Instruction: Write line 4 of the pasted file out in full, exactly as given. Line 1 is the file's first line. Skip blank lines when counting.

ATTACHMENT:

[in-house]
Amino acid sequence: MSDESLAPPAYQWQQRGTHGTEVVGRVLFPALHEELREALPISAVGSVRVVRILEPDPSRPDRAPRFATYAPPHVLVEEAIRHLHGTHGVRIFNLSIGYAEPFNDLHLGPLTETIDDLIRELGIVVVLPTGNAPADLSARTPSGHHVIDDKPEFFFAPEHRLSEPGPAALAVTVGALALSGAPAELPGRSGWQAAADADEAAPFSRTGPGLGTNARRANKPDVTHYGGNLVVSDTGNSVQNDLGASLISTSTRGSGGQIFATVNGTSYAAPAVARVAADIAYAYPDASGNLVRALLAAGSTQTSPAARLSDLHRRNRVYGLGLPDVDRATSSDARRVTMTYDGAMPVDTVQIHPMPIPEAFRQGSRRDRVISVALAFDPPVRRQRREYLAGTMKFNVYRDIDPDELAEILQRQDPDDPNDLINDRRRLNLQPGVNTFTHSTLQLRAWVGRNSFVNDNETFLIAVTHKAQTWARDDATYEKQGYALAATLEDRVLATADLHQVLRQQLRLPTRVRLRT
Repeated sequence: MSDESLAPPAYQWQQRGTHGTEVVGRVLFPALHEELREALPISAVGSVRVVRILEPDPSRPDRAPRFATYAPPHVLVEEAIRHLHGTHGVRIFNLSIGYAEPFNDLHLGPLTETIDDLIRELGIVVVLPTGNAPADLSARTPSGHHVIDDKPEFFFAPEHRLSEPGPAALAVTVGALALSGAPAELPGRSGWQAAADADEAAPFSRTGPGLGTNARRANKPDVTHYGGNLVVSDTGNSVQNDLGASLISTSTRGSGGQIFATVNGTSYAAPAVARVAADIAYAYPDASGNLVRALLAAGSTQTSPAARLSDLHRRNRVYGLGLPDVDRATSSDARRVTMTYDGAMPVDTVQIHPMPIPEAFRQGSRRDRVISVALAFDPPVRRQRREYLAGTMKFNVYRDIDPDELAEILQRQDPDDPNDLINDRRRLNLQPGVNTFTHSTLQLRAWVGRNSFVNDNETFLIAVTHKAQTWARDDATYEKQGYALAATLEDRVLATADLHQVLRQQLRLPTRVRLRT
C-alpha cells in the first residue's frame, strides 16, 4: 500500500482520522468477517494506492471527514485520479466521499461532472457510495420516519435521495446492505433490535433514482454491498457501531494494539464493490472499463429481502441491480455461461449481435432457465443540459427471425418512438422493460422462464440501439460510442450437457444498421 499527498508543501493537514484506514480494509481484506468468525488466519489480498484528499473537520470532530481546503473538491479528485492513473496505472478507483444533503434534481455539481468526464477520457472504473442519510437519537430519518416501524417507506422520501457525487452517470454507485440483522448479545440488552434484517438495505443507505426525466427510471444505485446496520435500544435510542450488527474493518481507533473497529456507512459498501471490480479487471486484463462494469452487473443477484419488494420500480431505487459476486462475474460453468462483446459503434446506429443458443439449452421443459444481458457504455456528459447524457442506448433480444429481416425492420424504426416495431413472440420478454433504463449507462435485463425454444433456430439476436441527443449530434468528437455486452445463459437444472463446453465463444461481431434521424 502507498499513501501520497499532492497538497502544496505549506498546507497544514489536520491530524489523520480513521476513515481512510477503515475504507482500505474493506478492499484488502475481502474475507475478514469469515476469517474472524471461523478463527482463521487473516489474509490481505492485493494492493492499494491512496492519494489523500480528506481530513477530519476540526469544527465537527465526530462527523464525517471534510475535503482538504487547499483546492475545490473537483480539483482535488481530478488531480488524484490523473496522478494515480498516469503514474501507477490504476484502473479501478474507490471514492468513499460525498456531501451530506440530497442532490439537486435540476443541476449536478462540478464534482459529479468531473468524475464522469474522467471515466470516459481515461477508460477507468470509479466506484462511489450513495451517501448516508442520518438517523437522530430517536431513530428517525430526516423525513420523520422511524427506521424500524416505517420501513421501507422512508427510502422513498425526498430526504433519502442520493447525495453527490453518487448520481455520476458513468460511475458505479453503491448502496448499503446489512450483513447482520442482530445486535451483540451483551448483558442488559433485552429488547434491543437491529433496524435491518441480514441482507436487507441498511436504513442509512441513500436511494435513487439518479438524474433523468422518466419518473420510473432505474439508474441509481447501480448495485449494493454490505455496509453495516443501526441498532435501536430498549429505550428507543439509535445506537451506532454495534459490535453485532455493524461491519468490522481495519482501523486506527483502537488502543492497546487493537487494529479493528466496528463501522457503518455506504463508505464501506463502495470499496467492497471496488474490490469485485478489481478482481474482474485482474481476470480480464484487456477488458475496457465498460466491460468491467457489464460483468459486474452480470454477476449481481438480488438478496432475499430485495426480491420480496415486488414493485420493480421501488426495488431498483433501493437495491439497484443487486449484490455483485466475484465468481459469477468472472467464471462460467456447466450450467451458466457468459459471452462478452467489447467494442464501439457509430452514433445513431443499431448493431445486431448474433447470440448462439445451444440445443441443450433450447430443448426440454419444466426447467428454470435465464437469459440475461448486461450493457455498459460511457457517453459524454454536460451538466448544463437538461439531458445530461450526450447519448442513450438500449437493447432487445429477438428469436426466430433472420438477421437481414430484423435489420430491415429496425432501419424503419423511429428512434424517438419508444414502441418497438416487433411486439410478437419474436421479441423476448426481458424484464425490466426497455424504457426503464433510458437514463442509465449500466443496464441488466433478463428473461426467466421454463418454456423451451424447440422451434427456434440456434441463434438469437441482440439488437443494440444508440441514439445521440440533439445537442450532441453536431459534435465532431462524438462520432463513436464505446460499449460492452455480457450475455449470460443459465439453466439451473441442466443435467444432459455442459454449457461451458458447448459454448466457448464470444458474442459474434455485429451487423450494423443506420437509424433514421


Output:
C-alpha cells in the first residue's frame, strides 16, 4: 500500500482520522468477517494506492471527514485520479466521499461532472457510495420516519435521495446492505433490535433514482454491498457501531494494539464493490472499463429481502441491480455461461449481435432457465443540459427471425418512438422493460422462464440501439460510442450437457444498421 499527498508543501493537514484506514480494509481484506468468525488466519489480498484528499473537520470532530481546503473538491479528485492513473496505472478507483444533503434534481455539481468526464477520457472504473442519510437519537430519518416501524417507506422520501457525487452517470454507485440483522448479545440488552434484517438495505443507505426525466427510471444505485446496520435500544435510542450488527474493518481507533473497529456507512459498501471490480479487471486484463462494469452487473443477484419488494420500480431505487459476486462475474460453468462483446459503434446506429443458443439449452421443459444481458457504455456528459447524457442506448433480444429481416425492420424504426416495431413472440420478454433504463449507462435485463425454444433456430439476436441527443449530434468528437455486452445463459437444472463446453465463444461481431434521424 502507498499513501501520497499532492497538497502544496505549506498546507497544514489536520491530524489523520480513521476513515481512510477503515475504507482500505474493506478492499484488502475481502474475507475478514469469515476469517474472524471461523478463527482463521487473516489474509490481505492485493494492493492499494491512496492519494489523500480528506481530513477530519476540526469544527465537527465526530462527523464525517471534510475535503482538504487547499483546492475545490473537483480539483482535488481530478488531480488524484490523473496522478494515480498516469503514474501507477490504476484502473479501478474507490471514492468513499460525498456531501451530506440530497442532490439537486435540476443541476449536478462540478464534482459529479468531473468524475464522469474522467471515466470516459481515461477508460477507468470509479466506484462511489450513495451517501448516508442520518438517523437522530430517536431513530428517525430526516423525513420523520422511524427506521424500524416505517420501513421501507422512508427510502422513498425526498430526504433519502442520493447525495453527490453518487448520481455520476458513468460511475458505479453503491448502496448499503446489512450483513447482520442482530445486535451483540451483551448483558442488559433485552429488547434491543437491529433496524435491518441480514441482507436487507441498511436504513442509512441513500436511494435513487439518479438524474433523468422518466419518473420510473432505474439508474441509481447501480448495485449494493454490505455496509453495516443501526441498532435501536430498549429505550428507543439509535445506537451506532454495534459490535453485532455493524461491519468490522481495519482501523486506527483502537488502543492497546487493537487494529479493528466496528463501522457503518455506504463508505464501506463502495470499496467492497471496488474490490469485485478489481478482481474482474485482474481476470480480464484487456477488458475496457465498460466491460468491467457489464460483468459486474452480470454477476449481481438480488438478496432475499430485495426480491420480496415486488414493485420493480421501488426495488431498483433501493437495491439497484443487486449484490455483485466475484465468481459469477468472472467464471462460467456447466450450467451458466457468459459471452462478452467489447467494442464501439457509430452514433445513431443499431448493431445486431448474433447470440448462439445451444440445443441443450433450447430443448426440454419444466426447467428454470435465464437469459440475461448486461450493457455498459460511457457517453459524454454536460451538466448544463437538461439531458445530461450526450447519448442513450438500449437493447432487445429477438428469436426466430433472420438477421437481414430484423435489420430491415429496425432501419424503419423511429428512434424517438419508444414502441418497438416487433411486439410478437419474436421479441423476448426481458424484464425490466426497455424504457426503464433510458437514463442509465449500466443496464441488466433478463428473461426467466421454463418454456423451451424447440422451434427456434440456434441463434438469437441482440439488437443494440444508440441514439445521440440533439445537442450532441453536431459534435465532431462524438462520432463513436464505446460499449460492452455480457450475455449470460443459465439453466439451473441442466443435467444432459455442459454449457461451458458447448459454448466457448464470444458474442459474434455485429451487423450494423443506420437509424433514421